Wave-equation inversion of time-lapse seismic data sets

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# Methodology

Given a linearized modeling operator , the seismic data for survey due to a reflectivity model is

 (A-1)

Assuming we have two data sets (baseline and monitor ) acquired at different times over an evolving reservoir, joint least-squares migration/inversion involves solving the regression

 (A-2)

where and are the spatial and temporal regularization operators respectively, and and are the corresponding regularization parameters. Although we can directly solve equation 2 by minimizing the quadratic-norm of the regression (Ajo-Franklin et al., 2005), we choose to transform it to an image space problem of the form (Appendix A)

 (A-3)

where is the wave-equation Hessian, and and are the spatial and temporal constraints. Note that , the migration operator, is the adjoint of the modeling operator . The inverted time-lapse image is then the difference between the inverted baseline and monitor images ( and ). Alternatively, we can re-write equation 3 to invert directly for the time-lapse image and a static baseline image (Appendix A). Furthermore, equation 3 can be extended to multiple seismic data sets (Ayeni and Biondi, 2010).

As shown in Appendix A, if there are physical movements of reflectors and velocity changes (e.g., due to reservoir depletion and compaction) between surveys, the baseline and monitor images will not be aligned. Such misalignments must be accounted for before or during inversion. As is the case in many practical time-lapse monitoring problems, we assume that the monitor data are migrated with the baseline velocity. The updated inversion problem is then given by (Appendix A)

 (A-4)

where and are respectively the migrated and inverted monitor images repositioned (warped) to the baseline image. The superscript on the operators denotes that they are referenced to the baseline image. For example, is the Hessian matrix with the monitor geometry but with the baseline velocity. Note that whereas the conventional time-lapse image estimated at the baseline position is given by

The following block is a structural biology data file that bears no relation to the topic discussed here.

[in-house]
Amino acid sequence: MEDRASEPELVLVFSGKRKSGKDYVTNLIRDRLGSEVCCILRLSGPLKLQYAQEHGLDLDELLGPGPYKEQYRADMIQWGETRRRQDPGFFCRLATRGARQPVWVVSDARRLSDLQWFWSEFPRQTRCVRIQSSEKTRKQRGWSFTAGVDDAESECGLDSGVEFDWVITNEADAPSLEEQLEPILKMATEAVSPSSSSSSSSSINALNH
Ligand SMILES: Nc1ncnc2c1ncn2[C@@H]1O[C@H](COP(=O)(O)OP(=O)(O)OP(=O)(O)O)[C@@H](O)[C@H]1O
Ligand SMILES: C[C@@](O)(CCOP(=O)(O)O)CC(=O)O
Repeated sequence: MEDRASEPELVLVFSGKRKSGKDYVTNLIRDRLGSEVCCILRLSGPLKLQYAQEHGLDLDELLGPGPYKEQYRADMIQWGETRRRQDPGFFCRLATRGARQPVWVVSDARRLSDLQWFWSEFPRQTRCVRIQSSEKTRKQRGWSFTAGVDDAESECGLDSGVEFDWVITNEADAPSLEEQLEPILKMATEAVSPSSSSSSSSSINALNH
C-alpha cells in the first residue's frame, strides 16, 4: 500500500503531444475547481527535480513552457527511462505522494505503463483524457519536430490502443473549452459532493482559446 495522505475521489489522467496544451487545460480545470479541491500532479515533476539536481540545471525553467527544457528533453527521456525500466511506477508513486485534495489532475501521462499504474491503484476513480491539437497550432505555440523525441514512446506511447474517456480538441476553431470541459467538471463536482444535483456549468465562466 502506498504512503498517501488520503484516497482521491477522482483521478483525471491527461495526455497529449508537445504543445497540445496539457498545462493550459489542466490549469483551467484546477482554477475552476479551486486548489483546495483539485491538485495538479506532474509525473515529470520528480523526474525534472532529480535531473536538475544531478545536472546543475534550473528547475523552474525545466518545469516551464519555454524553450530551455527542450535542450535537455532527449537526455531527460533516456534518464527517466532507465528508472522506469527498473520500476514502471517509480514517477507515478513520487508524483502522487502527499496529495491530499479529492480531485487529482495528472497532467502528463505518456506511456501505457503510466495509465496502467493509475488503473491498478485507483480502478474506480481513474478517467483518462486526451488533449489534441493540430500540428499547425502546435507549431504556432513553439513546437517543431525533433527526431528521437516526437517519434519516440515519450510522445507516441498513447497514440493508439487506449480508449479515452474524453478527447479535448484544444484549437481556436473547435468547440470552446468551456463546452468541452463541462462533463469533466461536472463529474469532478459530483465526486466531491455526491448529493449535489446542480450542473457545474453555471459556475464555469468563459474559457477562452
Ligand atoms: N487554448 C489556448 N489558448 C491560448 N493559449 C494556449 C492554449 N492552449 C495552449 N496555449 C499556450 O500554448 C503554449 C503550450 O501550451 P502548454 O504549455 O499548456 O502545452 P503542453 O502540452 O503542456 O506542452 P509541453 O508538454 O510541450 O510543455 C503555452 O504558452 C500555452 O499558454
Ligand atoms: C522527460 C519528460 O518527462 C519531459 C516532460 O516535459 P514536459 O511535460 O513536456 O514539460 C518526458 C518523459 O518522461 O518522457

(A-5)

the inverted time-lapse image is given by

 (A-6)

The wave-equation Hessian at image point is defined as (Valenciano et al., 2006; Plessix and Mulder, 2004)

 (A-7)

where denotes all image points, is the complex conjugate of Green's function at frequency , is the source function, and and are the source and receiver positions, respectively. For any practical application, it is infeasible (and unnecessary) to compute the full Hessian matrix. Because the problem is posed in the image space, we only need to compute the Hessian for a target region of interest around the reservoir. In addition, we only compute off-diagonal elements sufficient to capture the dominant structure of the Hessian. This target-oriented approximation of the Hessian is given by (Valenciano et al., 2006)
 (A-8)

where is an image point within the target area, and represents points within a small region around . For any image point, elements of represents a row of a sparse Hessian matrix whose non-zero components are defined by . Therefore, defines the how many off-diagonal elements of the Hessian are computed -- which represents the size of the point spread function (PSF) around each image point. Note that because of symmetry, only one half of the approximate Hessian is required. The target-oriented Hessian and computational savings are discussed in further detail by Valenciano et al. (2006) and Tang (2008).

In this paper, the spatial regularization operators are non-stationary dip filters. First, we estimate the local dips on the migrated baseline image using a plane-wave destruction method (Fomel, 2002). Then we construct the operator based on factorization of directional Laplacian representations of the local dip filters (Hale, 2007). The temporal constraint is implemented as a difference between the aligned images. To attenuate multiples and other unwanted artifacts in the data, we perform a high-resolution Radon demultiple on the data. In order to align the baseline and monitor images prior to inversion, we perform pre-stack warping using a cyclic local cross-correlation method (Ayeni, 2010).

In the next section, we apply the proposed method to a field time-lapse data set. We show applications to complete and incomplete monitor data sets.

 Wave-equation inversion of time-lapse seismic data sets

Next: Example Up: Ayeni and Biondi: 4D Previous: Introduction

2011-05-24